The controversy surrounding Initial Coin Offerings (ICOs) is still in full swing and showing no signs of dying down.
Following in the wake of the Peoples’ Bank of China’s (PBoC) decision last month to impose a total ban on ICOs, last week saw South Korea implement similar measures. The vice-chairman of South Korea’s Financial Services Commission (FSC) has been quoted as saying that, in regard to ICOs “there is a situation where money has been flooded into an unproductive and speculative direction.” Speculation is rife that other national regulators are considering bans of their own.
ICOs initially sprang up as funding sources for new cryptocurrencies and have proved in many cases to be spectacularly effective ways of raising capital. They work by offering investors a share of the new currency in return for an investment made in legal tender and their success has seen them evolve into becoming fundraisers for other ventures beyond the cryptocurrency sphere.
Celebrities including Paris Hilton, Floyd Mayweather and more recently Jamie Foxx have been enthusiastic backers of a diverse range of ICOs, taking to social media to promote their investments.
ICO Mania Grips the World
If the misgivings of financial regulators aren’t enough to set alarm bells ringing, then perhaps the involvement of these and other celebrities should do the job instead. The truth is that whilst many ICOs may be legitimate enterprises (and potentially sound investments), they are already attracting the attentions of scammers and criminals.
ICOs are unregulated and therefore are not required by law to submit detailed business plans or even descriptions of what the start-up in question is actually going to do. They are decentralised, with no third party service provider or mediator to monitor the flow of investments, their dividends or their origins. For the uninitiated they present a vey grave risk, with monies lost unlikely to be recovered given the lack of regulation. It’s easy to see why the unscrupulous are attracted to their potential.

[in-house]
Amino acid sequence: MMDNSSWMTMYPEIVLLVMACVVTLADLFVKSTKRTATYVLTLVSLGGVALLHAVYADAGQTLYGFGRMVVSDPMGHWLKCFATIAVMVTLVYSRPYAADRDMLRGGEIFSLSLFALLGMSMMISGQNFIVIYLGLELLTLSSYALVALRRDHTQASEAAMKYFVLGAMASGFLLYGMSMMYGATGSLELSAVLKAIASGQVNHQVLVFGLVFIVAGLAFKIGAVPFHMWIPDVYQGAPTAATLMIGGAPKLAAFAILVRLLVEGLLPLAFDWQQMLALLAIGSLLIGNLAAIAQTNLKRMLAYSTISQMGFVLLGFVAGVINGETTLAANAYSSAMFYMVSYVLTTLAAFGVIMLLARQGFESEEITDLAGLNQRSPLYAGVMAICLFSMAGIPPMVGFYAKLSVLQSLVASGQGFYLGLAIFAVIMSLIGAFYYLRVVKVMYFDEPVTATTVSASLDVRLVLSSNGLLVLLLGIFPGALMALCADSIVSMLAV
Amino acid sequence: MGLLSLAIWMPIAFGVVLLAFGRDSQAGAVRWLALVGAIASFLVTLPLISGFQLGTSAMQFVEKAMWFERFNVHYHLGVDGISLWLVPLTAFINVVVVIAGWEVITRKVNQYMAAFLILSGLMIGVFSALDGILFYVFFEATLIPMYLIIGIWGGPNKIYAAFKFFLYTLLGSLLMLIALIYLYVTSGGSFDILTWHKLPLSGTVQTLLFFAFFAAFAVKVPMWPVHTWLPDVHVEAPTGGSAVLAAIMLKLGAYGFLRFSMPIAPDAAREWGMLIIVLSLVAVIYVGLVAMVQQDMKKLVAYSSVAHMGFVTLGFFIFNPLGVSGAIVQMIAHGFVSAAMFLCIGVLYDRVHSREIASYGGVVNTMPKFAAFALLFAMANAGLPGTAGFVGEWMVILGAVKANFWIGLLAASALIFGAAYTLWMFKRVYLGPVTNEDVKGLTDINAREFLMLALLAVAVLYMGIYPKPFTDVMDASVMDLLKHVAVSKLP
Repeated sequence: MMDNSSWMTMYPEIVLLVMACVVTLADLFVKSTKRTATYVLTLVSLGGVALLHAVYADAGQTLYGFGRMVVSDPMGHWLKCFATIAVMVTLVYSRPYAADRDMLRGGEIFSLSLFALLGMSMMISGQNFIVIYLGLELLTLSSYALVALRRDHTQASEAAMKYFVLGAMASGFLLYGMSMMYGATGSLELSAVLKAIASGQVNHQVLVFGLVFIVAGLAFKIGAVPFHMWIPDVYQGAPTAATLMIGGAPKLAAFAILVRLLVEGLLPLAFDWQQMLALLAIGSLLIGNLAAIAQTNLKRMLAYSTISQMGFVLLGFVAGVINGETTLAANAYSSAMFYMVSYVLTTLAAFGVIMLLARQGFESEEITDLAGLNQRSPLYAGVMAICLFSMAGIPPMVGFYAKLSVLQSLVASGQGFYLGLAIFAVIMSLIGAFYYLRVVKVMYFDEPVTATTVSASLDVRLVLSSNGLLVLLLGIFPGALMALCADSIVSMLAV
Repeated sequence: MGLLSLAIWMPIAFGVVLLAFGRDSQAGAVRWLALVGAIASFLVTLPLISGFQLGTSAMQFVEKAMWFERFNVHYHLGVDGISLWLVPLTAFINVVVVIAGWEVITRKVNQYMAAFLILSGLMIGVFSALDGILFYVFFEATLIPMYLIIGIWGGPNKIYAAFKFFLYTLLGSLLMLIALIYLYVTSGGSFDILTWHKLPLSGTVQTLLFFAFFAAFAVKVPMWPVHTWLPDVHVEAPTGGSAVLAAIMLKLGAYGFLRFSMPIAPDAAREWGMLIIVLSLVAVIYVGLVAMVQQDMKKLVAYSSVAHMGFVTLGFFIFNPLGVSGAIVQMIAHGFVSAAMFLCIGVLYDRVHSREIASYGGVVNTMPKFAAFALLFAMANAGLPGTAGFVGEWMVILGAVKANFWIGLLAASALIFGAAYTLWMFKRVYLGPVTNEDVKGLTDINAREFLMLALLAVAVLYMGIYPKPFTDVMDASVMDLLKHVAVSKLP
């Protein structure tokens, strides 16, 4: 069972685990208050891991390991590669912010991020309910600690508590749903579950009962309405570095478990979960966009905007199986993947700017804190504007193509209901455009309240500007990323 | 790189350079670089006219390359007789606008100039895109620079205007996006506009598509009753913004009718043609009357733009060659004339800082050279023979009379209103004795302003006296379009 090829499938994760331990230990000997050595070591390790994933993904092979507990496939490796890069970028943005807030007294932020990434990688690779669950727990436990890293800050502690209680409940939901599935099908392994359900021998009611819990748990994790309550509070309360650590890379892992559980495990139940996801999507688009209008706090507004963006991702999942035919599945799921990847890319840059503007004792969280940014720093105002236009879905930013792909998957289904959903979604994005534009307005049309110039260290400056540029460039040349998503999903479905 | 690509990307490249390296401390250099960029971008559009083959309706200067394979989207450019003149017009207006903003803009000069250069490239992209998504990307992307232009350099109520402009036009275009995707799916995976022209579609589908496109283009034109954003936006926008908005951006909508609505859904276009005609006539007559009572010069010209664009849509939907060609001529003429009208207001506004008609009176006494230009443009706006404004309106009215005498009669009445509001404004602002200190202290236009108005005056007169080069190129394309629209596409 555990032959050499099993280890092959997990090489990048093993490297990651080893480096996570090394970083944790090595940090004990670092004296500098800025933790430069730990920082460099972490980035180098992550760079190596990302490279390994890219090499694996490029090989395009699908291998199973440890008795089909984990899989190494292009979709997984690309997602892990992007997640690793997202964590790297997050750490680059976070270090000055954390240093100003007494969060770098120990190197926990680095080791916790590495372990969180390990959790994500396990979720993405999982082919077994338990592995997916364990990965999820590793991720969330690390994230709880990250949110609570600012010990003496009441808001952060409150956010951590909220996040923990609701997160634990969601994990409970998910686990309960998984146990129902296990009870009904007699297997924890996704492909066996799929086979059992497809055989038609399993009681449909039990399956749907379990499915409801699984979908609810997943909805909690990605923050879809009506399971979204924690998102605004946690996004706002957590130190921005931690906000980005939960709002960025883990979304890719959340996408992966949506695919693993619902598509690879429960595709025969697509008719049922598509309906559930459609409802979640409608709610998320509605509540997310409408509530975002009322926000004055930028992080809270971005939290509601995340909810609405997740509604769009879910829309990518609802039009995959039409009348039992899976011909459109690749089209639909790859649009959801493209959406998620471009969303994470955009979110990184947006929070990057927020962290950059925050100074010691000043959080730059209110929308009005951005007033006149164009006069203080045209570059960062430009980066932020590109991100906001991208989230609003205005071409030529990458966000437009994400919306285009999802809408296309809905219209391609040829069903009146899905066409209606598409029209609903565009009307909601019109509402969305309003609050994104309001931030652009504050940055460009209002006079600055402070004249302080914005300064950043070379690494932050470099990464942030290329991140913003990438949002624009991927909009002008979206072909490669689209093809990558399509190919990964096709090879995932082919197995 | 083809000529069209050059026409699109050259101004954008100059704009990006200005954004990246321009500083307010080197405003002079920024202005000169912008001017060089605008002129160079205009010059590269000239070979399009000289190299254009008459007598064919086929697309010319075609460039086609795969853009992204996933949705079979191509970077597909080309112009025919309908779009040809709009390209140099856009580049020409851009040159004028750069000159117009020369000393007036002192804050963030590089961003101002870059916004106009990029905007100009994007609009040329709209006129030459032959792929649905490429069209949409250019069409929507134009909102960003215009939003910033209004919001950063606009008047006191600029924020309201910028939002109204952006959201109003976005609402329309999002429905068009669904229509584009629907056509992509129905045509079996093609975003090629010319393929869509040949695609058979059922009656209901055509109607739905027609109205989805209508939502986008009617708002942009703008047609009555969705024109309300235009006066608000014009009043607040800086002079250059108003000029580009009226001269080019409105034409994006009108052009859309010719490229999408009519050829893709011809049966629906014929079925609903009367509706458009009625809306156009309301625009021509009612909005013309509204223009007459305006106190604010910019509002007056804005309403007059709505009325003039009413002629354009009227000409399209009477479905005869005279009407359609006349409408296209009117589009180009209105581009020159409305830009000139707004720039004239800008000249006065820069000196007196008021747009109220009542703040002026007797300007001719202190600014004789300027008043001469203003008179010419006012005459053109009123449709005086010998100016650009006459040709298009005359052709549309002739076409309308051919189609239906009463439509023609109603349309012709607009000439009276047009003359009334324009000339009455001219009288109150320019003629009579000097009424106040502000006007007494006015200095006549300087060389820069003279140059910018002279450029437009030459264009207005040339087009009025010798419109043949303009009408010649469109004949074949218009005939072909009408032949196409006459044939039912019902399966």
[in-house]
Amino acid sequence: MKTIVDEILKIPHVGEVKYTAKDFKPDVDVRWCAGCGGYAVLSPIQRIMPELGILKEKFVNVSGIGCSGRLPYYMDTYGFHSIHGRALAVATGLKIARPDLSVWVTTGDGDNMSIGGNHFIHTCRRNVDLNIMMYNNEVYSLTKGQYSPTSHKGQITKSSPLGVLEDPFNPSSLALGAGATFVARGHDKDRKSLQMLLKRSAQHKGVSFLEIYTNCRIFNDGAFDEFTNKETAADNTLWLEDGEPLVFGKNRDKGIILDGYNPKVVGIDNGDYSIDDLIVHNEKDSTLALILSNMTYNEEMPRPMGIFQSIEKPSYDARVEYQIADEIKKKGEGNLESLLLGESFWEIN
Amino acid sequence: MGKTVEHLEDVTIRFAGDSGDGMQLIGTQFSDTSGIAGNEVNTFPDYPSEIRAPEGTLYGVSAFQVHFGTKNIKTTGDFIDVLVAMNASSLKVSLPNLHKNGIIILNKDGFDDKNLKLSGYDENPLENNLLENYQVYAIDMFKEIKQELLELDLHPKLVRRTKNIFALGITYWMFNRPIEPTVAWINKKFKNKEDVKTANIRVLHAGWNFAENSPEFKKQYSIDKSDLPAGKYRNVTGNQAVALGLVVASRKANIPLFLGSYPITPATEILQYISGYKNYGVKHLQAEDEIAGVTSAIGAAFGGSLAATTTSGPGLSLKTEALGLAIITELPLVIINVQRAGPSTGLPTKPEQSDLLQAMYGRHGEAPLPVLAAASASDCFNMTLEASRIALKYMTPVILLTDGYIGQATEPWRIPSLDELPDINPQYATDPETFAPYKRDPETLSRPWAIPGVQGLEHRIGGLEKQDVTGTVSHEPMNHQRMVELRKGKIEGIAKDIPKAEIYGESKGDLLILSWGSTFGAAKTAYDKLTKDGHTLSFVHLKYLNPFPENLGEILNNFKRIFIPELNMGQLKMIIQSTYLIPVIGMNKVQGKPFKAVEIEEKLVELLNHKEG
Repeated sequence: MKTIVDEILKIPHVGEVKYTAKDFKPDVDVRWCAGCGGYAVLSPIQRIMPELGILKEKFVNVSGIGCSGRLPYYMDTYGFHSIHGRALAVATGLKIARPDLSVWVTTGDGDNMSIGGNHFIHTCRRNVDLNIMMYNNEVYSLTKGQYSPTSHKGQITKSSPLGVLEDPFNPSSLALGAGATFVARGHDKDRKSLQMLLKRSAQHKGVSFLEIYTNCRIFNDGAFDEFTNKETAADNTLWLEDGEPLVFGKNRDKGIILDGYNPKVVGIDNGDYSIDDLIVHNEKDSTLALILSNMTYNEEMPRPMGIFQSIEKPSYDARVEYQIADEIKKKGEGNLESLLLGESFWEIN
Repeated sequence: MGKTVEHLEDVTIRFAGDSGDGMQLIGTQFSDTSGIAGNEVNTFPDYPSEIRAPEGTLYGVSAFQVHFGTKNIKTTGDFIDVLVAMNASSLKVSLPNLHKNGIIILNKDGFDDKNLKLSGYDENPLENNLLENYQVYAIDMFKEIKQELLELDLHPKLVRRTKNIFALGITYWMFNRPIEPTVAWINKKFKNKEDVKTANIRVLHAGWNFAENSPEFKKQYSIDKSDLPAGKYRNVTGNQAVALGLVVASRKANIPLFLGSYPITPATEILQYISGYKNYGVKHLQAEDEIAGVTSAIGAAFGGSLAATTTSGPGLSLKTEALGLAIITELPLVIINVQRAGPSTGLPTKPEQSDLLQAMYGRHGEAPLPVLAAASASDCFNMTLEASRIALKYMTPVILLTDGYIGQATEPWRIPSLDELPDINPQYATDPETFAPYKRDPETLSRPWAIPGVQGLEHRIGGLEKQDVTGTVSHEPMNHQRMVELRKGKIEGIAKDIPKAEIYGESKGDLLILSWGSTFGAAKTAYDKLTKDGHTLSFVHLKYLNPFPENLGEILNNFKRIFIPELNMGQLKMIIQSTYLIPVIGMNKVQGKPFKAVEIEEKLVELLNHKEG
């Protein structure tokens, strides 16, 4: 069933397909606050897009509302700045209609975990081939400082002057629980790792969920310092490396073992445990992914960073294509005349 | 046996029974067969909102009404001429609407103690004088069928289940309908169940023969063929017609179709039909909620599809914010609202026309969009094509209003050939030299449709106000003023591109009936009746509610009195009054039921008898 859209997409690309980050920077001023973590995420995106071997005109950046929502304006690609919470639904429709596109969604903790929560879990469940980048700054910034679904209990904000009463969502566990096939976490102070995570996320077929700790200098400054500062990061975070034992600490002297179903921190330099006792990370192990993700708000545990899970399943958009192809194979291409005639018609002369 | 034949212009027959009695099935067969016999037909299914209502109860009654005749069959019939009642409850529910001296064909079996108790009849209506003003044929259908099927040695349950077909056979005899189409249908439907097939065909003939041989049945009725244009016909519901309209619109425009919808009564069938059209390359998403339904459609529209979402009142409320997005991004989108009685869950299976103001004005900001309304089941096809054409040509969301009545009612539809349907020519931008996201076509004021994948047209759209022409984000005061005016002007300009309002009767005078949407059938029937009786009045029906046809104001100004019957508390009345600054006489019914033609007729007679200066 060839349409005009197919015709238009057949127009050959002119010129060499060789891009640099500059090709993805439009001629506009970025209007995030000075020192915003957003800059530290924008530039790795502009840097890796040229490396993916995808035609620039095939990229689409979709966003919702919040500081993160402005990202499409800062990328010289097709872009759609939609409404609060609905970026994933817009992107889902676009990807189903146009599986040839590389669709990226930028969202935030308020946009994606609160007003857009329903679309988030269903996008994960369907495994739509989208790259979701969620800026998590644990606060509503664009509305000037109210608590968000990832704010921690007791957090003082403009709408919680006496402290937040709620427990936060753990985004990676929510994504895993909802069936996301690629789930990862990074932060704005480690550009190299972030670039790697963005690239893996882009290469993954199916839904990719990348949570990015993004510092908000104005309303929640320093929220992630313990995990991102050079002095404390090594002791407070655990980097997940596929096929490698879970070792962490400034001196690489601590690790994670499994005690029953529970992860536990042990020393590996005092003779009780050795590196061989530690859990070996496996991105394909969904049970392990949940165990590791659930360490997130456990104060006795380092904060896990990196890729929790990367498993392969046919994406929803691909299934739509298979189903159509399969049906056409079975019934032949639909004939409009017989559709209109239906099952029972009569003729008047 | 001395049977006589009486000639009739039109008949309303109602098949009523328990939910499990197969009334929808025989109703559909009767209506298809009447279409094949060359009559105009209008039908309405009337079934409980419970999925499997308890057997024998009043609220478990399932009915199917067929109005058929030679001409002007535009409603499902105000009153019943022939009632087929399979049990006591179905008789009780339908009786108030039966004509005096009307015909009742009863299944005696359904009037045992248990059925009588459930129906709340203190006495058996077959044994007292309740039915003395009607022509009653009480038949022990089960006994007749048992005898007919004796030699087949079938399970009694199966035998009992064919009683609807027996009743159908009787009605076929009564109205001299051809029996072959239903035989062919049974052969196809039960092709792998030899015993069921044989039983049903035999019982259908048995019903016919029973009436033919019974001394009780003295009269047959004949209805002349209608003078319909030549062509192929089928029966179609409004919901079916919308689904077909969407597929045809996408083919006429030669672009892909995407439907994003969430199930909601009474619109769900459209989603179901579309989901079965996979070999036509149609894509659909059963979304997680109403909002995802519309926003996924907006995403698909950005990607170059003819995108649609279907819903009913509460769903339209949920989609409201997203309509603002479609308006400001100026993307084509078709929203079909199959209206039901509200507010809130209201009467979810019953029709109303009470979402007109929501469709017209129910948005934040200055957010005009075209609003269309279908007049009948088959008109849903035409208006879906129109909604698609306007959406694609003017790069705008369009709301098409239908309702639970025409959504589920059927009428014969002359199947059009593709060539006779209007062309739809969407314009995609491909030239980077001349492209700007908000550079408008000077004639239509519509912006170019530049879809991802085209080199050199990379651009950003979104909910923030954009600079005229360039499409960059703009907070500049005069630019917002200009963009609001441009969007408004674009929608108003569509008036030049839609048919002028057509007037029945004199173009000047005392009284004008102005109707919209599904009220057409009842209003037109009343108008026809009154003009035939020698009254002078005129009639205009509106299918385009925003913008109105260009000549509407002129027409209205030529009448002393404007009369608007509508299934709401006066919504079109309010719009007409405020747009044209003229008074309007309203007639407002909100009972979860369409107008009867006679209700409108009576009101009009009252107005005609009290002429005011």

The use of celebrities and other ‘influencers’ to promote an ICO or the currency it is offering often results in a so-called ‘pump-and-dump’ scheme. This involves the influencer using their clout to attract investment and thereby inflate the value of the token on offer. They then sell up and make a tidy sum, before the value drops, usually never to recover. They can boast of having made money (quite truthfully) and not be in breach of any regulations or legislation. For them, simply adding #NotaScam or something similar would appear to offer sufficient peace of mind to would-be investors. (Interestingly, Hilton’s Twitter endorsement of LydianCoin now no longer exists. Funny that.)
Doing your ICO Due Diligence
So, how do you spot a fraudulent ICO from a genuine one? This isn’t easily done, but there are a few useful signs to look out for.
Firstly, is there an actual product out there? This may sound ridiculous, but in the case of many ICOs this is often vague or misleading. Take a look at two of Mayweather’s endorsements, Stox.com and Hubii Network. Boasting flashy websites and healthy investments, the definitions of both remain somewhat ethereal. It’s not entirely clear what they’re promising to do, or how they intend to turn a profit. This is not to say that they are scams, but any experienced investor would certainly want to know a great deal more about what is on offer before parting with money.
Secondly, it is worth looking into who is actually behind an ICO. A celebrity like Mayweather or Hilton is not a good indicator – they are almost certainly being paid to promote the platform and may not actually have anything substantial invested in it. However if, like Iconomi there are people with a proven track record involved (in this case the team behind Cashila) then some degree of expertise can be assumed. Reputation counts in this sphere as it does everywhere else.
Essentially, the same questions must be asked of an ICO as of any other enterprise seeking funding. Is the product necessary? What is it aiming to do? Is it offering a solution to a problem that doesn’t exist? Who is behind it and how will they grow the business? If these questions don’t beget satisfactory answers then all but the most foolhardy of investors would stay well clear.
Invest with Caution
Most ICOs have simply announced the formation of a new cryptocurrency and let investors seize on it in the hope that it will turn out to be the new Bitcoin. The currency’s value soars as people invest, but then goes nowhere. Predicting which of these will last the course and establish themselves in an increasingly crowded market is almost impossible.
The moves taken by the Chinese and South Korean governments are designed to protect investors – for a government to take this sort of step, there must be a very clear perceived threat. For investors elsewhere, due diligence regarding ICOs is a must. Whilst cryptocurrencies are a now very much a feature of the financial landscape, it’s worth considering just what is going to make a new one stand out from the crowd.
Perhaps the best adage to remember when evaluating an ICO’s potential is the oldest one going: if it looks too good to be true, then it probably is.
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